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April 23, 2004

Going Back Where They Came From


by Patrick J. Buchanan

"If we have to make common cause with the more hawkish liberals and fight the conservatives, that is fine with me," William Kristol has told the New York Times.

The Weekly Standard editor added that the neoconservatives may just abandon the Right altogether and convert to neo-liberalism.

Alluding to his father Irving's definition of a neoconservative as a liberal who has been mugged by reality, Kristol describes a neoliberal as a "neoconservative who has been mugged by reality in Iraq."

Ranking his political preferences, Kristol added, "I will take Bush over Kerry, but Kerry over Buchanan....If you read the last few issues of The Weekly Standard, it has as much or more in common with the liberal hawks than with traditional conservatives."

Yes, it does. But as John Kerry backs partial birth abortion, quotas, raising taxes, homosexual unions, liberals on the Supreme Court and has a voting record to the left of Teddy Kennedy, how can Kristol prefer him to other conservatives? Answer: War and Israel.

Like Kristol, Kerry wants more U.S. troops sent to Iraq where they can advance the neocons' project for empire. And at a fund-raiser in Juno Beach, Fla., Kerry declared eternal fealty to Israel: "I have a 100 percent record not a 99, a 100 percent record of sustaining the special relationship and friendship that we have with Israel."

Kristol's warning that the neocons could break with the Right and go to Kerry is an admission of what many conservatives have long argued. To neocons, Israel comes first, second, and third, conservative principles be damned.

The day after Kristol said he preferred Kerry to conservatives skeptical of committing more troops to Iraq, this item appeared in The Wall Street Journal:

"Mr. Kristol thinks Mr. Bush should use the revelations [from the Woodward book] to shake up his war cabinet by firing Mr. Powell...along with Defense Secretary Donald Rumsfeld, who has pushed for smaller deployments of U.S. forces than some critics, including Mr. Kristol, think wise."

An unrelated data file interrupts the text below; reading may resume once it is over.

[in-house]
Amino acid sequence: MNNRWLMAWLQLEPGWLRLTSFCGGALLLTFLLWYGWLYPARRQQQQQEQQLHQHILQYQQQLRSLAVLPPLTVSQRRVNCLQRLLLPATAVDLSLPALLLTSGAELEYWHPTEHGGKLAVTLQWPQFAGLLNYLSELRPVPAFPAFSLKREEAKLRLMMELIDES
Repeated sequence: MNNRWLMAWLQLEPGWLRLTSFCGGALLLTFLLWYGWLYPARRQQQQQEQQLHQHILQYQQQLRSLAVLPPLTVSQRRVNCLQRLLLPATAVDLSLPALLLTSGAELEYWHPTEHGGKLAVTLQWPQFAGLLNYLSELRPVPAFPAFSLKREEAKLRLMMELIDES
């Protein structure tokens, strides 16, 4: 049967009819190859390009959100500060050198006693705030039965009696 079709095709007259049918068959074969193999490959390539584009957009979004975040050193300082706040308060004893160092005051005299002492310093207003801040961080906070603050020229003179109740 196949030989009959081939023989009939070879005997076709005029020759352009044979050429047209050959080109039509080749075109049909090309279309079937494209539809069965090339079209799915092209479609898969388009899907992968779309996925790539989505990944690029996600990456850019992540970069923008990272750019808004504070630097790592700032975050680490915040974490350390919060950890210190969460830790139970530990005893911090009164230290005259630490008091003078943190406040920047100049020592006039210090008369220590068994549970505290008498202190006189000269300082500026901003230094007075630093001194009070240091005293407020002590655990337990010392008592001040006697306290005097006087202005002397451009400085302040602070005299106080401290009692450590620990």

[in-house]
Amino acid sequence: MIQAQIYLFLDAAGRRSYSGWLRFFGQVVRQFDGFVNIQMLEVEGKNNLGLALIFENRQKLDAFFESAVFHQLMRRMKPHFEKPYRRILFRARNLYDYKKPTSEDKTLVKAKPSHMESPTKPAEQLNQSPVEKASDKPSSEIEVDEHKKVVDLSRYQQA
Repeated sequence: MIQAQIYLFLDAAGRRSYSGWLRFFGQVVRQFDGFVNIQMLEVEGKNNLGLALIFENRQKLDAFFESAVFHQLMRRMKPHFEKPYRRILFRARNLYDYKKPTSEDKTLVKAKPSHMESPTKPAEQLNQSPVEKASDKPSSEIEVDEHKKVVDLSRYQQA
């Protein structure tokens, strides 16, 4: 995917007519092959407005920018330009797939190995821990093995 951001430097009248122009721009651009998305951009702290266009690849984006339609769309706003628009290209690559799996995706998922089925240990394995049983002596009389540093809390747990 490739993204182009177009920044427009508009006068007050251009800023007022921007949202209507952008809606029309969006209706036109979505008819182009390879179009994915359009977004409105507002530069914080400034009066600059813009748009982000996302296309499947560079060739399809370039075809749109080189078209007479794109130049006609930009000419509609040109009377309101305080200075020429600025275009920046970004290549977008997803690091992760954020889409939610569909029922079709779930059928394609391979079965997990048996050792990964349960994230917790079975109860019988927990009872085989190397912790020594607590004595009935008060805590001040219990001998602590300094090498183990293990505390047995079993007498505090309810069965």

Set aside the suicidal folly of Bush dynamiting his war cabinet in an election year by firing its most famous members, and consider the ingratitude, the ruthlessness, and the cynicism on display here.

When it was launched in 1995, The Weekly Standard called on Colin Powell to run for president and offered its endorsement. Purpose: Hook up with the most popular man in the GOP who could restore the neocons and Kristols to preeminence and power. Powell rebuffed the offer. Ever since, he has been a target of abuse for having repelled the boarding party.

As for Rumsfeld, he has been a hero of neoconservatives for two decades. He co-signed the neocons' 1998 open letter to Clinton urging war on Iraq. He brought Wolfowitz and Douglas Feith into his Pentagon in the No. 2 and 3 slots. He put Perle in charge of the Defense Review Board. After 9/11, according to Richard Clarke, Rumsfeld and Wolfowitz were making the case for attacking Iraq immediately, even before Bush had ousted the Taliban enablers of Al Qaeda and Bin Laden.

Agree or disagree with the defense secretary, Rumsfeld has been a lion in the neocon cause. To see the Weekly Standard snake on him like this brings to mind that wretched crowd in Yankee Stadium that took to booing Joe Dimaggio at the end of his career.

With Iraq turning into the Mesopotamian morass some of us warned it would become, the neo-Jacobins have decided they are not going to be the ones to ride the tumbrels.

In times like this character comes through. By turning on the men they persuaded to go to war, by fabricating alibis and inventing excuses to absolve themselves of culpability for what they labored to create, they have revealed themselves for what they are: hustlers and opportunists devoid of principle, driven by an ideology of power and a passionate attachment to a nation not their own.

The Old Right curmudgeons who warned us against giving these vagabonds food, shelter and a warm place by the fire were right. We should have put them back out on the street.

President Bush should have listened to his father who kept the neocons at some remove, and he had best beware, because they have a major card yet to play. That card is escalation.

With the situation in Iraq deteriorating, the neocon agenda is to widen the war into Syria, Iran and perhaps Saudi Arabia, and convert it into "World War IV," the war of their dreams, a war of civilizations, an Armageddon, with America and Israel on one side and Islam on the other.

Exiting Iraq with honor and avoiding the wider war for which the neocons are even now scheming is the first duty of patriots.

COPYRIGHT CREATORS SYNDICATE, INC.


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  • Patrick J. Buchanan was twice a candidate for the Republican presidential nomination and the Reform Party’s candidate in 2000. He is also a founder and editor of the new magazine, The American Conservative. Now a commentator and columnist, he served three presidents in the White House, was a founding panelist of three national television shows, and is the author of seven books.

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